2nd February 2023 | Jane Peel, Vaujany, France
PlanetSKI packed a lot into a flying visit to the unknown – to us – ski village of Vaujany in the Isère region of the French Alps. Downhill skiing, a ski tour, a snowshoe trek to watch the sun go down and more. NEW
If you’ve never heard of Vaujany you’ve probably not been to the much bigger and well known ski resort of Alpe d’Huez.
Vaujany’s slopes are linked by lift to Alpe d’Huez but the village itself could hardly be more different.
Its reputation is of a family-friendly, intermediate resort but those in the know will tell you it’s much more than that.
PlanetSKI arrived on a sunny afternoon to find a pleasant, tiered village on three levels with easy access for pedestrians by escalators and lifts.
Its location is opposite the Grandes Rousses Massif – where all the skiing happens – on the opposite side of the valley.
Vaujany dates back 1,000 years and has the feel of a traditional mountain village.
Only 350 people live here year-round, though its peak winter season population is 3,500.
But it’s one of France’s newest ski resorts.
Skiing here dates from the late 1980s.
Before that it was a mountain farming village where everyone worked on the land.
Between 1950 and 1980 there was a mass exodus of young locals and the population dwindled.
That all changed with the building of a dam and one of France’s most powerful hydro-electric plants, the Grand Maison.
The massive construction project and underground pipes were all on Vaujany land.
It brought a lot of money to the area – still does thanks to the high taxes paid by the electricity company EDF – and the locals seized their opportunity.
They created a new ski resort that opened its first cable car in 1989.
Hotels, apartments, restaurants and everything else that’s essential for a modern ski resort were gradually developed, all the time in keeping the original look of the village.
We’re staying in an old building that’s been completely renovated for this season, but more of that later.
“In 30 years we went from the middle ages to the 21st century,” explains the Mayor, Yves Genevois, who was born and raised here and has witnessed the transformation.
It’s also gone from poor to rich and turned itself into a popular ski area, mainly for French, but also British and Dutch skiers and snowboarders.
You can buy a lift pass for Oz Vaujany – Oz being the name of another village – or for the whole Alpe d’Huez area.
- 30 pistes: 6 green, 12 blue, 10 red, 2 black
- 53km of slopes
- 20 lifts
- 20km cross country trails
- 485 snowmakers
- Skiing up to 2,080m altitude
Alpe d’Huez Domain
- 100 pistes: 42 green, 37 blue, 39 red, 18 black
- 250km of slopes
- 68 lifts
- 28km cross country trails
- 963 snowmakers
- Skiing up to 3,350m altitude
Our guide was Luc Smith, a dual French-British national whose English parents were seasonal workers and who grew up in Alpe d’Huez.
He’s been an ESF instructor in Vaujany for 7 seasons.
It was the first day of February and we were lucky enough to have blue skies and sunshine with typically cold temperatures for the time of year.
Before blasting around the pistes, we spent a morning ski touring.
We skinned up only around 200 metres vertical from the top of the Montfrais chairlift beneath the cliffs of the Grandes Rousses Massif, or Big Ginger, as Luc calls it.
It was an easy, gentle route.
Easy, that is, apart from the initial short, steep climb.
That was a fight against gravity in the knee-deep soft snow.
Gravity was definitely winning, even when Luc kindly relieved me of my skis.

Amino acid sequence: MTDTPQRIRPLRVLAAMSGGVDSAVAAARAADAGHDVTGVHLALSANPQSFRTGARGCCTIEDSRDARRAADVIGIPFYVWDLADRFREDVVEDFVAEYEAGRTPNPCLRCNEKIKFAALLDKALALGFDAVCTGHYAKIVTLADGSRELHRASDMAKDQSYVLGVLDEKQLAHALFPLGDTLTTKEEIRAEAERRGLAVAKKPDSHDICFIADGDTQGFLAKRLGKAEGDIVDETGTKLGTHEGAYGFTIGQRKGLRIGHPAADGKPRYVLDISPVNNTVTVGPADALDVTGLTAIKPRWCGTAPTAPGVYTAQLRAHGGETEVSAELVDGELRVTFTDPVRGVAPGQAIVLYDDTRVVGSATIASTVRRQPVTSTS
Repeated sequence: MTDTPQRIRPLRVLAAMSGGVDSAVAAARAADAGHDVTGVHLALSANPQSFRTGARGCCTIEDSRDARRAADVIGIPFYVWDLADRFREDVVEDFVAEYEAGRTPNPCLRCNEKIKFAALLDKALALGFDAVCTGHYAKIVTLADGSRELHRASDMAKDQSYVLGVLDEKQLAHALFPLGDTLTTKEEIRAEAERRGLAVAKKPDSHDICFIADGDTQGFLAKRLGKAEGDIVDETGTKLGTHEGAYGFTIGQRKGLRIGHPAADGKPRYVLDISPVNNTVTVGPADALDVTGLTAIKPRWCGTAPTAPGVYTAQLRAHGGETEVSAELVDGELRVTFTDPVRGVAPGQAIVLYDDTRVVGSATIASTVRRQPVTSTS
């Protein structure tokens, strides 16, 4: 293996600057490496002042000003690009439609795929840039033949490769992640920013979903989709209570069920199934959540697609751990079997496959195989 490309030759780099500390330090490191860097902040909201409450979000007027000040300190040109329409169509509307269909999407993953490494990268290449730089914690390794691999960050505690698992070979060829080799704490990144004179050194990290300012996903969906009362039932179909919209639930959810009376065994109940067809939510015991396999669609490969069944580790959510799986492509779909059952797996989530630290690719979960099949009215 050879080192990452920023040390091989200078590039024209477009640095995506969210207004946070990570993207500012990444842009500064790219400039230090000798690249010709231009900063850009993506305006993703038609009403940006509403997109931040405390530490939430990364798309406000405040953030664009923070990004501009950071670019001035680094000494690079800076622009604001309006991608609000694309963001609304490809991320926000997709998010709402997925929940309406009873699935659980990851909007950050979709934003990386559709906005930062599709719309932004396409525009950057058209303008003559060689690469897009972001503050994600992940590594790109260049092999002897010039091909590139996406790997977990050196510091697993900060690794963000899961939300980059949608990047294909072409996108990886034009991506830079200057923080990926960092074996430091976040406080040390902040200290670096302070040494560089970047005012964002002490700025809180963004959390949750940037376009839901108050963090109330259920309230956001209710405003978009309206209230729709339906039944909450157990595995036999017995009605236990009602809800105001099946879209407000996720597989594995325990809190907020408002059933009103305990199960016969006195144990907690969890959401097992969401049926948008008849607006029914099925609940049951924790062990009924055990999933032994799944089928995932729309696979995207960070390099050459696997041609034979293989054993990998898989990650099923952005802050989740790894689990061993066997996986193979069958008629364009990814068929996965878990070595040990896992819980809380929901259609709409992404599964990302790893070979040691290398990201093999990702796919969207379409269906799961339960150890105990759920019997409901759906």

Any pride I might have once felt in refusing to let someone 35 years my junior carry my kit has long since vanished.
I hate climbing and I am not a great fan of the effort required for skinning which I’ve learned, through experience, you should always do at your own pace, even if it becomes a solo affair.
But, as always, once I’m away from the crowds and the noise of the lifts, it’s all worth it.
I could say the same about tramping uphill on snowshoes.
However, the more I do it, the more I appreciate it.
Mountain guide, Alain Hilion, was the first person to introduce guided snowshoeing to Vaujany in the 1993-94 season.
He says it’s become more and more popular.
Along with his 3-year-old border collie, Polka, he takes us for a late afternoon trek on a route only possible in snowshoes.
But this is what we’ve really worked for.
Watching the sun go down with no one else around but our small group.
Our all too short trip ends with a visit to Vaujany’s newish museum.
It opened in January 2020 just before Covid struck and it was forced to close temporarily two months later when the French lockdown was ordered.
I’m often underwhelmed by museums but not this one.
There’s none of the usual ‘don’t touch the exhibits’.
It’s completely interactive and is brilliant for kids …of all ages.
I could have spent another hour there, learning about the local nature, wildlife and history.
Even soaring over the landscape in a flight simulator.
What’s more, everything’s in English as well as French and entry is free.
Highly recommended and, if you can’t drag yourself away from the skiing, it’s definitely a place to go if the weather turns bad.
Finally, as promised, a word about the Hotel les Cimes where we stayed.
Originally a locals bar and very basic inn, it also closed during Covid and has since been completely renovated into a modern hotel.
It opened for customers in December 2022.
There are just 10 rooms, a bar area and a restaurant where they serve breakfast and dinner.
It is in a central location and is relatively inexpensive.
It can be booked through PlanetSKI partner, Ski France.
There are nice touches like free chocolates, fruit and water in the rooms.
And best of all for us at PlanetSKI – fast Wifi.
It was a bit intermittent in our room but worked fine in the bar.
Fine by us!